GRAND RAPIDS, Michigan - A dozen Dead Sea Scrolls - the ancient manuscripts considered among the most important discoveries in modern archaeology - go on display tomorrow at the Public Museum of Grand Rapids, where the rare exhibit will continue through June 1.
Rather than showcase the papyrus fragments in a typical museum setting, officials decided to start visitors off with a visit inside a replica of a cave in Qumran - where the scrolls were accidentally found by a Bedouin shepherd boy in 1947 - as a way of recapturing some of the excitement of the initial discovery, museum director Tim Chester said.
“Like many historical objects, the scrolls can't speak on their own; they need a context in which to be fully appreciated,” Mr. Chester said. “It's not just what the scrolls mean to people today, it's what they meant to the people who created them, and the hopes and aspirations of the people who put them away - for what purpose we still don't know - and the drama of them being unearthed.”
The brittle scrolls found in the Israeli caves included some of the earliest surviving texts of the books of the Hebrew Bible, known to Christians as the Old Testament.
Between 1947 and 1967, 28 nearly complete scrolls and 100,000 fragments of another 900 scrolls were discovered in a series of caves in the Qumran area of Israel, about 12 miles southeast of Jerusalem. The scrolls were written on parchment in Hebrew, Aramaic, and Greek between 250 B.C. and 70 A.D. and contain parts of all the books of the Old Testament except Esther.
The documents also included many nonbiblical writings such as community rules adopted by the Essenes, the strict monastic brotherhood of Jews who most experts believe wrote the scrolls. Scholars believe the Essenes hid the scrolls away in caves overlooking the Dead Sea to protect them from Roman invaders around 68 A.D.
Among the items to be shown in Grand Rapids are portions of 12 different scrolls, including:
w Exodus 6:25-7:19 - written in paleo-Hebrew script dating to the First Temple Period, 1006-586 B.C.
w Psalms - The largest scroll in the exhibit, measuring 33 3/4 by 71/4 inches, consists of parts of 41 biblical psalms and previously unknown Apocryphal psalms, written between 30 and 50 A.D.
w Pseudo-Ezekiel - A reworking of the Old Testament book of Ezekiel written in the 2nd Century B.C.
The scrolls are rarely exhibited outside of Israel and the Michigan exhibit, originally planned to be part of a three-city tour, will be the only one of its kind, museum spokesman Pete Daly said.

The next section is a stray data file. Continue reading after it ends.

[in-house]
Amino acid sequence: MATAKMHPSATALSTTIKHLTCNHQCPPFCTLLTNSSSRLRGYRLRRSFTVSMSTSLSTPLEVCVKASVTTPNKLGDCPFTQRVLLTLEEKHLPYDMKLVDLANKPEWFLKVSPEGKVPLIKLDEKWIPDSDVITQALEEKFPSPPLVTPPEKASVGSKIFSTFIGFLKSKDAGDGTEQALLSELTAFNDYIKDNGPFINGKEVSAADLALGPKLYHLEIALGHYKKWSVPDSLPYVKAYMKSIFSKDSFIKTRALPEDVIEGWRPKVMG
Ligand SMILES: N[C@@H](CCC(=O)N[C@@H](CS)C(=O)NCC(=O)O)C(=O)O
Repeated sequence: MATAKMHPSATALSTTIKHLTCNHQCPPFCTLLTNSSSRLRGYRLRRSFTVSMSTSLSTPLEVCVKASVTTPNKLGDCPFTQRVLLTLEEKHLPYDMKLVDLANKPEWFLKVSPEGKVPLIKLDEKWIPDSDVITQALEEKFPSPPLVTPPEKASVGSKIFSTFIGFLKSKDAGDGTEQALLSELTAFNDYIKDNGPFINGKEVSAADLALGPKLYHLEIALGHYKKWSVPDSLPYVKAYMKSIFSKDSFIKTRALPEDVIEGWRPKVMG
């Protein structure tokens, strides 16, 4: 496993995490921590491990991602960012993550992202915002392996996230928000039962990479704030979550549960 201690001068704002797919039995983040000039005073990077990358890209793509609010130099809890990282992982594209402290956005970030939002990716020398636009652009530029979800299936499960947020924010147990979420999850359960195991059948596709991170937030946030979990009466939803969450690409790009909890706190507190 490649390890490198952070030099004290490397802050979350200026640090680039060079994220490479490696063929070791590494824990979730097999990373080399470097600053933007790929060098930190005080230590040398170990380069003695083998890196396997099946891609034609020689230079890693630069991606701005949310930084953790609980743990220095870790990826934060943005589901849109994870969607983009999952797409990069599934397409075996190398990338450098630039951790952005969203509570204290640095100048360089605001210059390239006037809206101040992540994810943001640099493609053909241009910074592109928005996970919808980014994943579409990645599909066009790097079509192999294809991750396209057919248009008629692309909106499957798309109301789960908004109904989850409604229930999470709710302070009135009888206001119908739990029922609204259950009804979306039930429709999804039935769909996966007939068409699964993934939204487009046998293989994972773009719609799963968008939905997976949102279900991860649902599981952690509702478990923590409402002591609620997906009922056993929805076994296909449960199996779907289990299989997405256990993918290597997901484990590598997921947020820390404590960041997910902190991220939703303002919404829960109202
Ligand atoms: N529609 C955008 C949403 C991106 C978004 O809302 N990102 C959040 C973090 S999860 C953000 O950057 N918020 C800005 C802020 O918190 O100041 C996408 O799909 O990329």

“It was originally conceived as a traveling show, but the two other partners that were going to coordinate the exhibit dropped out,” Mr. Chester said.
The Israel Antiquities Authority had planned to bring the exhibit to Salt Lake City during the 2002 Winter Olympics, with a second stop in Houston, Mr. Daly said. Israeli officials looked for a third U.S. site for the scrolls, and the Public Museum of Grand Rapids, which operates five facilities, ultimately was selected.
But the terrorist attacks of Sept. 11, 2001, caused Salt Lake City officials to opt out of the exhibit, Mr. Daly said, and soaring insurance forced Texas museum officials to drop the show.
The Grand Rapids museum did some “soul searching,” Mr. Daly said, and decided to continue with its plans for the scrolls.
“We were sufficiently far enough away, timewise,” Mr. Chester said, “to be able to make the shifts necessary to assume the work of three institutions.”
In addition to the scrolls, the exhibit will feature 80 artifacts from the Essene era including storage jars, a pottery inkwell, coins, leather sandals and a wooden comb.
Officials at the Van Andel Museum Center have enhanced the building's electronic security to protect the scrolls, Mr. Chester said, and have worked hard to provide the finest “microclimates” to preserve the fragile documents.
“These items are 2,000 years old and a good deal of the material is organic,” Mr. Chester said. “At the age of 2,000 years, it does not want to be whole anymore. The ability to preserve it forever is compromised by the material's carbon basis. It's a constant battle and ultimately a losing battle, but we will forestall it as much as possible. Hopefully for thousands of years more.”
In addition to displaying the ancient artifacts, the museum plans a full schedule of complementary programs including lectures, interactive displays, storytelling sessions, workshops, and a multimedia video in its planetarium.
One notable event is set for April 1 when Dr. Emanuel Tov, editor-in-chief of the Dead Sea Scrolls official publication series Discoveries in the Judaean Desert, will present a public lecture titled “Publishing the Scrolls: An Editor's Viewpoint.”
Guidelines: Please keep your comments smart and civil. Don't attack other readers personally, and keep your language decent. Comments that violate these standards, or our privacy statement or visitor's agreement, are subject to being removed and commenters are subject to being banned. To post comments, you must be a registered user on toledoblade.com. To find out more, please visit the FAQ.